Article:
Urban land surface temperature

In this research derived map is based upon the available data. Due to urbanization, night time activities also increased. Night time lights have dangerous effects such as vegetation loss, temperature increases, air and water pollution as well as growth of urban slums and un-employment [27]. Changes in temperature happen due to LULC change and global warming [28]. Increase in vegetation can reduce the surface temperature and increase urbanization is the one of the symptom of vegetation loss [29,30]. In this research, vegetation has been decreased in between 1998 and 2018. It is also noticed that the overall temperature much increasers due to the urbanization in between the years 1998 and 2018 (Figure 8).


Figure 8: Satellite based land surface temperature map for the years 1998 and 2018.

This research determined that the temperature difference of congested built up area that may has been increased due to the urban sprawl. Temperature calculated from Landsat satellite for the month of May 1998 and 2018. In 1998, the lowest temperate is 17°C; now in 2018 it increased up to 23°C. On the other hand, highest temperature also increased up to 4°C; that is alarming situation.

Temporal precipitation pattern

Different cases study related to climate, fire, droughts and agriculture done by using climate engine and Google Earth engine. Real time data can be created by use of climate engine. Climate engine is an application that design for users to execute time series visualization and analysis [31]. Figure 9 showing the result of climate engine that based upon the CHIRPS dataset measurement. In this research precipitation result shows the annual precipitation mean in millimetres (mm) in the observed time period. Figure 9 is showing that the precipitation pattern in which rainfall has been decreased after the year 2003. In the whole time period rainfall has fluctuate apparently such as; it was increased in 2003 with respect to 1998-2002 measurements. The results indicate the rainfall measurement is not exceeding from 2004 to 2017 with respect to the year 2003. Raza et al.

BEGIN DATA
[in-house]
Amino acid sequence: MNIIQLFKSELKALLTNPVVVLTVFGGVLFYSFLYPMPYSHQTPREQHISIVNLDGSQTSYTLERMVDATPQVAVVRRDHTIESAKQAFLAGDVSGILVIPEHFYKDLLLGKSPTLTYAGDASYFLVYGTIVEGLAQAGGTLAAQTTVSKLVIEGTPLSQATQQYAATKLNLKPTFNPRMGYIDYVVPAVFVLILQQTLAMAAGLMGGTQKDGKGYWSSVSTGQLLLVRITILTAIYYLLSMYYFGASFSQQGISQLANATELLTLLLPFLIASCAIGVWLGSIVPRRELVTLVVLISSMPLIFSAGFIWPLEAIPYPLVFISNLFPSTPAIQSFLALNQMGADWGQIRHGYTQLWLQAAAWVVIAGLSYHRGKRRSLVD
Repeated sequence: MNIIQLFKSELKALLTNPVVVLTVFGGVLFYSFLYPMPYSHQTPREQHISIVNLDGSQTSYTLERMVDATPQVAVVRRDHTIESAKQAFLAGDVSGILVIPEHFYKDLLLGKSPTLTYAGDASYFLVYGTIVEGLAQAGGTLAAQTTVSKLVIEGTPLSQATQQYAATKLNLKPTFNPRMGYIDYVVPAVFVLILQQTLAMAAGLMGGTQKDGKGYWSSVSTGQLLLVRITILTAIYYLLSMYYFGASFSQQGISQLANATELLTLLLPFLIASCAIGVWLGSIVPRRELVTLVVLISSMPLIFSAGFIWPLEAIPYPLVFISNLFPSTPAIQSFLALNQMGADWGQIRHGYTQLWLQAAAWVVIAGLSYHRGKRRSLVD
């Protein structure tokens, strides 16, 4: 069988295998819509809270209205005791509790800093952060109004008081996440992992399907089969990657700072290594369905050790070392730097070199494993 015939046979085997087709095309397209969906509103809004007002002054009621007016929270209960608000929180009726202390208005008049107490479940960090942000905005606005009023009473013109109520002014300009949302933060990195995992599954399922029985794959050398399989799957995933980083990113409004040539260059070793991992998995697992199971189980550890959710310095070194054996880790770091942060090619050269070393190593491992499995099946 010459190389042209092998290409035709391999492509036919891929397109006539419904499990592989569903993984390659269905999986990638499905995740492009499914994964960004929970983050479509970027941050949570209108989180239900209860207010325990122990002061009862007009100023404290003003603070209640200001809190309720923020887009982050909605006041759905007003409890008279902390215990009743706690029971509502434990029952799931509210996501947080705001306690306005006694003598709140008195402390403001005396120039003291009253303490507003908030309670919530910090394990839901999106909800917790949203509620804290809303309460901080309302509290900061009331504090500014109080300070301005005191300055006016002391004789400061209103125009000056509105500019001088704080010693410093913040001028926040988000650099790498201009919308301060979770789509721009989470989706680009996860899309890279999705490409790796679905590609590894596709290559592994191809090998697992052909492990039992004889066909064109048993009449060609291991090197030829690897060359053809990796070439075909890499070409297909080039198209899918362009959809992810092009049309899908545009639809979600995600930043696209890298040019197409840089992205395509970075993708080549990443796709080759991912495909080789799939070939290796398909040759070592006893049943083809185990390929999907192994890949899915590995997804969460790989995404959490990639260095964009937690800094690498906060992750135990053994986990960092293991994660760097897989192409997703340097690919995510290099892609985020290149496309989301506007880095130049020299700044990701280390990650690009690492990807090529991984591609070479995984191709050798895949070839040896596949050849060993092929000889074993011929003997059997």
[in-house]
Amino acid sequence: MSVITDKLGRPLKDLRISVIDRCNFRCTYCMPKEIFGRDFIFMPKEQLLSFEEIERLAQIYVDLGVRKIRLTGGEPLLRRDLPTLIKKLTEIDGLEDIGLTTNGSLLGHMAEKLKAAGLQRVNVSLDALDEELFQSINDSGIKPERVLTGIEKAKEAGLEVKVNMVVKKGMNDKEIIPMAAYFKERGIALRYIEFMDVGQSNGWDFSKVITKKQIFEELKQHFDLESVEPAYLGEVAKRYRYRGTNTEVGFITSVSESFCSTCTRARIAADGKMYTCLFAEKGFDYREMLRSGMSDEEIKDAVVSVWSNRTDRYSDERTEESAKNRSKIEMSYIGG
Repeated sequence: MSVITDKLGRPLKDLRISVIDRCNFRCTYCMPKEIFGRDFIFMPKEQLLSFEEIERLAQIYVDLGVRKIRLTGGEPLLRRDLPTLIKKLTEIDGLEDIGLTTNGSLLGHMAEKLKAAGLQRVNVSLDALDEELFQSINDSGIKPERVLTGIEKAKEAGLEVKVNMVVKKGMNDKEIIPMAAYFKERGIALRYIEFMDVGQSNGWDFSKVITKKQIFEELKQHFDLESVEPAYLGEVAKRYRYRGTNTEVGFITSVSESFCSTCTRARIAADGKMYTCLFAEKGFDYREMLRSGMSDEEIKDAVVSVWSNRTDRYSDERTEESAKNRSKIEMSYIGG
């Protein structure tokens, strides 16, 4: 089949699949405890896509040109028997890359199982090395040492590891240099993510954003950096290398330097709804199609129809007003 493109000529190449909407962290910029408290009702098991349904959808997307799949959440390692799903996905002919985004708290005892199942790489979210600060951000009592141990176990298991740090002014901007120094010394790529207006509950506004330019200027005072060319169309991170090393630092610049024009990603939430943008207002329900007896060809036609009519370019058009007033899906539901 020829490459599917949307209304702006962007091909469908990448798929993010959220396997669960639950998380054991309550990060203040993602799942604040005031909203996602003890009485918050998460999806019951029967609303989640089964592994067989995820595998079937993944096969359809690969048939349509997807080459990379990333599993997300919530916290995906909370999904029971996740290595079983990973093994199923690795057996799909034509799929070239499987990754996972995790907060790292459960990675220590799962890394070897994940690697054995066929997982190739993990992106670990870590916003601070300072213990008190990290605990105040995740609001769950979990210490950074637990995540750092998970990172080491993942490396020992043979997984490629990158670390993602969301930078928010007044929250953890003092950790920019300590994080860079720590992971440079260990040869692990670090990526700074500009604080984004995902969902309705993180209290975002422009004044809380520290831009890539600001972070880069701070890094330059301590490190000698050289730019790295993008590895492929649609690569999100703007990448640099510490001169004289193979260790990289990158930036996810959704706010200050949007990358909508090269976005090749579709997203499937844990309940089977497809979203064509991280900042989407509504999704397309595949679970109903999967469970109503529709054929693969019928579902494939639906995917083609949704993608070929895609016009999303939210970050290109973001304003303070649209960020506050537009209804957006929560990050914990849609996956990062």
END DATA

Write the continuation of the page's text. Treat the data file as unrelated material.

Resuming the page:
Figure 9: Precipitation annual average means (mm) for the years from 1998 to 2017.


This paper aims to investigate the LULC changes and impact of urbanization on temperature of Karachi in between 1998 and 2018 based on Remote Sensing and GIS techniques. The study shows 199.68 km2 of considerable increase in total urban builtup area of the study area in two decades (1998 to 2018). Henceforth, it is determined that in Karachi, urbanization is emerging at a greater rate that is examined successfully using GIS and remote sensing techniques with Landsat Satellite imagery. The other main change observed is in agricultural land area that goes up in stretch of time (1998-2008), while in between 2008 and 2018 agriculture area decreased in the study area. The research territory saw vast measure of change in land use from agriculture land to settlements and other urban progression activities. In the same way water areas, for example, waterways/streams, and repositories are smidgen expanded in the observed time period. While the barren land area that observed in Karachi division is decreased; as the result of settlements/built-up area that has been established due to population growth in the observed time period. Urban land surface temperature much increased in the observed time period. So, considering these major observations, there is a dire need to address the urbanization issues to safeguard the prime agriculture land of Karachi to maintain required balance in each land use for sustainable growth of Karachi because due to urbanization the night time activities also increase that directly effect on the temperature of the study area. In this research it is also notice the rainfall cycle has not been constant it also has abrupt change every year. In the observed time period the precipitation that noticed highest was in 2003. By the end of the year 2017 precipitation measurement recorded not more than the results of the year 2003. In the light of overall research perceived that haphazard increase in demographics and land development pattern of Karachi causing environment, urban development challenges which need serious consideration.